'Unprecedented suffering' for Syrian children in 2016

  • 'Unprecedented suffering' for Syrian children in 2016

'Unprecedented suffering' for Syrian children in 2016

Children are also dying in silence, often from preventable diseases, with at least 280,000 children living under siege and nearly completely cut off from humanitarian aid.

More than 850 children were recruited to fight in the conflict in 2016 - over double the number recruited the year before.

According to estimates, over 2.3 million children are now living as refugees in Turkey, Lebanon, Jordan, Egypt and Iraq.

UNICEF says schools, hospitals, playgrounds, parks and homes across Syria are unsafe for children because they frequently come under attack.

Other aid groups, such as Save the Children, previously reported that millions of Syrian children could be living under a state of "toxic stress" due to the horrors of war, with fears that it could cause irreversible damage for an entire generation.

Aside from front line casualties, hundreds of children are dying from diseases which, in a non-conflict situation, could easily be prevented, the charity warned, with access to medical care and supplies hard. Millions of children have been displaced, some up to seven times.

"The depth of suffering is unprecedented".

Dozens are dying from preventable diseases, it said. "Each and every child is scarred for life with horrific consequences on their health, well-being and future".

Inside Syria and across its borders, coping mechanisms are eroding, and families are taking extreme measures just to survive, often pushing children into early marriage and child labour.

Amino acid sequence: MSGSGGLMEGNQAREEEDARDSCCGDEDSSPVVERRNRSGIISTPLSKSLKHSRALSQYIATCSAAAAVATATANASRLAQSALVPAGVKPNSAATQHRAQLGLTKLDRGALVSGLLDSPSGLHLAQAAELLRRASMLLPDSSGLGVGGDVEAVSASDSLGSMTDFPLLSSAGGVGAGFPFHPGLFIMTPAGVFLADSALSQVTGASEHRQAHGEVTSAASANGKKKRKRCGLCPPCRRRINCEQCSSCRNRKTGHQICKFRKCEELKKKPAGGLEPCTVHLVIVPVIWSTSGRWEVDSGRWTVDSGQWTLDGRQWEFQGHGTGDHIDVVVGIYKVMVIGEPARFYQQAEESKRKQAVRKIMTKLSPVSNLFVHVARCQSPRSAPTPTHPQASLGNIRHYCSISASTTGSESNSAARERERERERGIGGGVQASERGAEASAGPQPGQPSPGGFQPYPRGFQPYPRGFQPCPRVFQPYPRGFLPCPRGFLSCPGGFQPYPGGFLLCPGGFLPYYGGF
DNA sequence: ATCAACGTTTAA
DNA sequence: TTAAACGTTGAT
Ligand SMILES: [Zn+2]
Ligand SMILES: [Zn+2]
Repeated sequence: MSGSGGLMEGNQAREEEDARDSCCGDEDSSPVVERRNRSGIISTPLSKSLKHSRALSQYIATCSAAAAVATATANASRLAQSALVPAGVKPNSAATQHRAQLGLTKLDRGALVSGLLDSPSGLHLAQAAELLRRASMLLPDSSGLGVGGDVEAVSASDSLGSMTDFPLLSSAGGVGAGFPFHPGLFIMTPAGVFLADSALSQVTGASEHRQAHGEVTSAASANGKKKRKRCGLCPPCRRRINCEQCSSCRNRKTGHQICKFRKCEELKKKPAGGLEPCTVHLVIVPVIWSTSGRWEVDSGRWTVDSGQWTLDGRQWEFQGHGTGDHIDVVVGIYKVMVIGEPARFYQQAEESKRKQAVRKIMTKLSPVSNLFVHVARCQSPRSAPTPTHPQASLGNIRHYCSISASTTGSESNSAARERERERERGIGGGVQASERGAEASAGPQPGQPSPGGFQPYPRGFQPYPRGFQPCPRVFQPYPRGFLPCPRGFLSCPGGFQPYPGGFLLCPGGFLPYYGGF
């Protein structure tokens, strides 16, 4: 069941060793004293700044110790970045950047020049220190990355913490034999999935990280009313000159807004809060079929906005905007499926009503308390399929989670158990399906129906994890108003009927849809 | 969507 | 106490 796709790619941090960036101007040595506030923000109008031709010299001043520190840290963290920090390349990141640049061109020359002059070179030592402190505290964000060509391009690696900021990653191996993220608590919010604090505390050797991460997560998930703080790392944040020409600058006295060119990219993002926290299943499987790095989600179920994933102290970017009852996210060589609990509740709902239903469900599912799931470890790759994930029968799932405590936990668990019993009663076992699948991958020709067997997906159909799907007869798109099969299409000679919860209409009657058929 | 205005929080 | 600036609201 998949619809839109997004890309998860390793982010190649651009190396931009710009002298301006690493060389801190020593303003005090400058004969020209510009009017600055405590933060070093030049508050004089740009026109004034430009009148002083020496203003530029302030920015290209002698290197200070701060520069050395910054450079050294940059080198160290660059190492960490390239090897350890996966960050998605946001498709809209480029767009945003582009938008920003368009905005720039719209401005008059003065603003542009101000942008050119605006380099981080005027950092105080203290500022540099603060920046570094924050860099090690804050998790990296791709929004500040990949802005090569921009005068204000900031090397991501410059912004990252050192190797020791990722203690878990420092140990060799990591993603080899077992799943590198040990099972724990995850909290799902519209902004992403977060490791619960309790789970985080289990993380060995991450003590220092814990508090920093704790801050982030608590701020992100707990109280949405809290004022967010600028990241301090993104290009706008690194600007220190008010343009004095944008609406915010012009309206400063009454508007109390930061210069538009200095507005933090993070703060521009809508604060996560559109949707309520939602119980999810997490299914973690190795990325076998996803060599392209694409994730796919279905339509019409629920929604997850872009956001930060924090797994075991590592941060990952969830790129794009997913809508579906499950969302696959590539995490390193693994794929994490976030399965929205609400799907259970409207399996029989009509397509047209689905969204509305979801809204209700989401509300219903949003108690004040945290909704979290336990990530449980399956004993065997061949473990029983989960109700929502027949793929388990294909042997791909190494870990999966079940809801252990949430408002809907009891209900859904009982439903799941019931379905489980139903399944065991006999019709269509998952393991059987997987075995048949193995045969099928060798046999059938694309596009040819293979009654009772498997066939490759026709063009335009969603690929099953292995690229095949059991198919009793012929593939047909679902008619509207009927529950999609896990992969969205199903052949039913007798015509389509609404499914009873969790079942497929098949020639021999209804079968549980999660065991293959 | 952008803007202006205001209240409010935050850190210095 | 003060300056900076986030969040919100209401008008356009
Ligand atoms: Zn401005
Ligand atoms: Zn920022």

She said: "I think that we have warned for years that we could be losing a whole generation of children". I wish for the war to end and for wars all over the world to end.

"We continue to witness the courage of Syria's children", said Mr. Cappelaere.

One in three of Syria's schools are unusable, and 1.7 million children still in Syria are out of school.

According to the report, some 12,600 kids crossed active conflict lines in Syria to sit for their final school exams, many traveling for days from hard-to-reach areas.

At the conclusion of the report UNICEF renews its calls for a political solution to the Syrian conflict, as well as an end to violence against children and assistance to host governments sheltering and housing child refugees and their families.

"Over the previous year in Syria, all parties involved have blocked vital aid supplies and millions have become poorer, hungrier and more isolated from assistance and from the world", said NRC's Mideast director, Carsten Hansen, according to The Associated Press.

Still, the needs continue to rise and greater action must be taken to help the vulnerable children of Syria.